One of the two extremes said that he was a kaafir and a munaafiq, that he strove to kill the grandson of the Prophet (peace and blessings of Allaah be upon him) to spite the Messenger of Allaah and to take revenge on him, and to avenge his grandfather ‘Utbah, his grandfather’s brother Shaybah and his maternal uncle al-Waleed ibn ‘Utbah and others who were killed by the companions of the Prophet (peace and blessings of Allaah be upon him), by ‘Ali ibn Abi Taalib and others on the day of Badr and in other battles – and things of that nature. To have such a view is easy for the Raafidis who regard Abu Bakr, ‘Umar and ‘Uthmaan as kaafirs, so it is much easier for them to regard Yazeed as a kaafir.

The second extreme group think that he was a righteous man and a just leader, that he was one of the Sahaabah who were born during the time of the Prophet and were carried and blessed by him. Some of them give him a higher status than Abu Bakr and ‘Umar, and some of them regard him as a prophet. Both views are obviously false to one who has the least common sense and who has any knowledge of the lives and times of the earliest Muslims. This view is not attributable to any of the scholars who are known for following the Sunnah or to any intelligent person who has reason and experience.

The third view is that he was one of the kings of the Muslims, who did good deeds and bad deeds. He was not born until the caliphate of ‘Uthmaan. He was not a kaafir but it was because of him that the killing of al-Husayn (May Allah be pleased with him) happened, and he did what he did to the people of al-Harrah. He was not a Sahaabi, nor was he one of the righteous friends of Allaah. This is the view of most of the people of reason and knowledge and of Ahl al-Sunnah wa’l-Jamaa’ah.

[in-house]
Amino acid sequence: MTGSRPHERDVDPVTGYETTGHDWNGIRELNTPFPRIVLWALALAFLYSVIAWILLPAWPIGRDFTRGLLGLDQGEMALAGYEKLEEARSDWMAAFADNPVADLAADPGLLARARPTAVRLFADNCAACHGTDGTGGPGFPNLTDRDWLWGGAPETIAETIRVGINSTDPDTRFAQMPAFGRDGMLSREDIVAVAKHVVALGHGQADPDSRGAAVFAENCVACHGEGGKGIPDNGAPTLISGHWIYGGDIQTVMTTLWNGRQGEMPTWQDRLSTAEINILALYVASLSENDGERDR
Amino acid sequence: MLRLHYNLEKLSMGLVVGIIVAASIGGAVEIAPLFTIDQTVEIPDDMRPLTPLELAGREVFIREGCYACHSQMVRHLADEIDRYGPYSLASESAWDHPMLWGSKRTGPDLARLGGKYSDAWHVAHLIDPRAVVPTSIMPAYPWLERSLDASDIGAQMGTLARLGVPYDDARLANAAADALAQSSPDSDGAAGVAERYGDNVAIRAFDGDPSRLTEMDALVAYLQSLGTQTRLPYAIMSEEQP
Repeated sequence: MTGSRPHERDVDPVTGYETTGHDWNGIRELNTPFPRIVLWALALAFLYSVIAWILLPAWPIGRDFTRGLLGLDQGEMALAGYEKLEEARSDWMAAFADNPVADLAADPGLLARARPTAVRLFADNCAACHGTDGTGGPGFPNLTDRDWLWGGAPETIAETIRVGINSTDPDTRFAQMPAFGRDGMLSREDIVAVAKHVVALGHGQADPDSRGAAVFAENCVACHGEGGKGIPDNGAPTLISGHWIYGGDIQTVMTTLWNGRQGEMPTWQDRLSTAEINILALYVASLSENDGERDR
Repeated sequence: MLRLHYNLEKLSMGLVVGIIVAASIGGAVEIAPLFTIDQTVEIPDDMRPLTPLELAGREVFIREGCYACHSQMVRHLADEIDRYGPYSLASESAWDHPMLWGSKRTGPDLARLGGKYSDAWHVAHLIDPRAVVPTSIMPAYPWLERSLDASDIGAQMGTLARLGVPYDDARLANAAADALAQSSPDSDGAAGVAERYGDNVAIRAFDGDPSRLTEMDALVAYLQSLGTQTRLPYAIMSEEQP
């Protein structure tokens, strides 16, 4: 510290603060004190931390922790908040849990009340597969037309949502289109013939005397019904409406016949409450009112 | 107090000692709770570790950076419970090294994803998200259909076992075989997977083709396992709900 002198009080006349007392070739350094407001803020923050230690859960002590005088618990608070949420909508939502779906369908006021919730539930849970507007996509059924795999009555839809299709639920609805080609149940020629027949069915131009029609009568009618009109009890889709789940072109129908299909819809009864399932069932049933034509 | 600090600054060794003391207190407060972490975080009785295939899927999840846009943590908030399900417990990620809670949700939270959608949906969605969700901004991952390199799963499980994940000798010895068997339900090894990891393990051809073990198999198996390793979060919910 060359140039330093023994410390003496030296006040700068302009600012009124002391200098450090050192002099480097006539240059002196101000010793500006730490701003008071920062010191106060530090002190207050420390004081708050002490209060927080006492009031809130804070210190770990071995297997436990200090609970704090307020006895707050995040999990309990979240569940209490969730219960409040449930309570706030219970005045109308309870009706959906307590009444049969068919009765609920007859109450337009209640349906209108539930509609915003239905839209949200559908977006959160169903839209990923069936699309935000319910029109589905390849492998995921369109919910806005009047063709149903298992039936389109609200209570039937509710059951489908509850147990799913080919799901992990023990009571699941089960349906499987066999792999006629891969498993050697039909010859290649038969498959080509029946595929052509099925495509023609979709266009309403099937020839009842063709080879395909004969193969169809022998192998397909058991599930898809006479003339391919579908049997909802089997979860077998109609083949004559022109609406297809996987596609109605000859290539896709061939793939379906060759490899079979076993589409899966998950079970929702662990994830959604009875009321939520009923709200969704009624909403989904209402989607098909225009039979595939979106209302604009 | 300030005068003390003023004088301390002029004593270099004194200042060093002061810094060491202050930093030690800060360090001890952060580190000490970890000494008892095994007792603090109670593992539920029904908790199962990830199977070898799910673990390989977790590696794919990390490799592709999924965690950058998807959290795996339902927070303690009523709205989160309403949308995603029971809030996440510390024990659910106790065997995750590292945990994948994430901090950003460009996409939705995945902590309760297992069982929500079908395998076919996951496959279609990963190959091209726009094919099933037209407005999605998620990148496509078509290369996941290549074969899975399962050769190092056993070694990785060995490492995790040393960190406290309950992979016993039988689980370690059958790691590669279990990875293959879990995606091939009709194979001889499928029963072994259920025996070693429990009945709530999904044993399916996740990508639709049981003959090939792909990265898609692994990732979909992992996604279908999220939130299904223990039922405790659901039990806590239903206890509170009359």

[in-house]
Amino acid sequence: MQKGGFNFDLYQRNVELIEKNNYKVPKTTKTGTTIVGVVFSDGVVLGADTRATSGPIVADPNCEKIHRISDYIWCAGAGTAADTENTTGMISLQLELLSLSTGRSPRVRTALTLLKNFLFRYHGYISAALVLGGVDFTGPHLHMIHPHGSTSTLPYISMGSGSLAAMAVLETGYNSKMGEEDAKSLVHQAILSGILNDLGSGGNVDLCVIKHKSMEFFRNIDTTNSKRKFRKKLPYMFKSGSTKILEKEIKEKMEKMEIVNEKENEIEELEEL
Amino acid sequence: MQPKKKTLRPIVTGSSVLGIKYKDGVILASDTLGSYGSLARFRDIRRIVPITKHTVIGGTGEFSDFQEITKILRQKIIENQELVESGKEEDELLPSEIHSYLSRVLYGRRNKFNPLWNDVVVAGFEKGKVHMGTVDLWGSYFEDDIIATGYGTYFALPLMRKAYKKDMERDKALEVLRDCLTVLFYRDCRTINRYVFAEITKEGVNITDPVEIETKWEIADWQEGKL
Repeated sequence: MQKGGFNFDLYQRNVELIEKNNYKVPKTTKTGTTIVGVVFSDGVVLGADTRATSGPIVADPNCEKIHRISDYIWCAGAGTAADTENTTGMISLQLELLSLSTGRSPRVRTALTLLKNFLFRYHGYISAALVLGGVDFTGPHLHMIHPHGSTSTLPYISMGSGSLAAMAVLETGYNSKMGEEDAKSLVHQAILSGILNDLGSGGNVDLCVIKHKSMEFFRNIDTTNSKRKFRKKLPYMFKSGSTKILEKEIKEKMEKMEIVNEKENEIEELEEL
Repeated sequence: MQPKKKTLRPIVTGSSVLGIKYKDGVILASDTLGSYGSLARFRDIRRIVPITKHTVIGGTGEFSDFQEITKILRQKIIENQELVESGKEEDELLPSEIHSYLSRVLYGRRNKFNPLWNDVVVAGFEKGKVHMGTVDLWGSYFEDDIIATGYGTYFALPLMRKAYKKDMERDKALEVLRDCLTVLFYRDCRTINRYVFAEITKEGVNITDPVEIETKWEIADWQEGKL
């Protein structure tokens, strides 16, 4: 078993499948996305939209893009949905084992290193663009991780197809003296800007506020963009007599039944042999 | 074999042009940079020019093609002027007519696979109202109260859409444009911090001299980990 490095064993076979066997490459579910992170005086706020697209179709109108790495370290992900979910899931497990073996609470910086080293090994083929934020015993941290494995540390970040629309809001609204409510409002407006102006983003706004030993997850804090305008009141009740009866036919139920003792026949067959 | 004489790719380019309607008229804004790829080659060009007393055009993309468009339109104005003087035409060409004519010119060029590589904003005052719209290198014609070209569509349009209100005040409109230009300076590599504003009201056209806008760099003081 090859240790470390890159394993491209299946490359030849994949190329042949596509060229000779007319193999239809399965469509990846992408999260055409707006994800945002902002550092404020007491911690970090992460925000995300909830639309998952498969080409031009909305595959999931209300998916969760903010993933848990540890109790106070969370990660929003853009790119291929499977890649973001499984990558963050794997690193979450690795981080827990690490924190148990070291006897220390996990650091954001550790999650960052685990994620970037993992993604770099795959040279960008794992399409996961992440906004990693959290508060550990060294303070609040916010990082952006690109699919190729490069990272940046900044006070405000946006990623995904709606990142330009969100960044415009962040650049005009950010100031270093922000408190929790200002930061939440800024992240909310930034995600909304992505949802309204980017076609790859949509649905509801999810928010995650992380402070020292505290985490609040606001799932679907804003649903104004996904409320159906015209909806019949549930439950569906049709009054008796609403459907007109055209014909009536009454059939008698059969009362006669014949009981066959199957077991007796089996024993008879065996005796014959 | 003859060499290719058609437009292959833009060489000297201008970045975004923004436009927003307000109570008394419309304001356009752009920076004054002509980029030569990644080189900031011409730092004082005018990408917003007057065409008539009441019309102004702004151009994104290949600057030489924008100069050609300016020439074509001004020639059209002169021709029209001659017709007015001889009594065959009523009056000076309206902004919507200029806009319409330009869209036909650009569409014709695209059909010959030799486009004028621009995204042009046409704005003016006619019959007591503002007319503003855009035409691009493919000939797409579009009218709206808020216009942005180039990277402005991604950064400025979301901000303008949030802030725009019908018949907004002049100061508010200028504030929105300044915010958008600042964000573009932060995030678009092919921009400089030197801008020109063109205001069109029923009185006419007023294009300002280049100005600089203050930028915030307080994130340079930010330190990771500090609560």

Should Yazeed ibn Mu’aawiyah be loved or cursed?

As for cursing him, people are equally split on this into three groups, one which cursed him, one which loved him and one which neither cursed him nor loved him. This is what was reported from Imaam Ahmad, and this is the view of the fair-minded among his companions and others among the Muslims. Saalih ibn Ahmad said: I said to my father, some people say that they love Yazeed. He said, O my son, does anyone love Yazeed who believes in Allaah and the Last Day? I said, O my father, why do you not curse him? He said, O my son, when did you ever see your father curse anybody?

Abu Muhammad al-Maqdisi said, when he was asked about Yazeed: according to what I have heard he is neither to be cursed nor to be loved. He said, I also heard that our grandfather Abu ‘Abd-Allaah ibn Taymiyah was asked about Yazeed and he said: we do not deny his good qualities or exaggerate about them. This is the fairest opinion.  [Majmoo’ Fataawa Shaykh al-Islam, part 4, p. 481-484]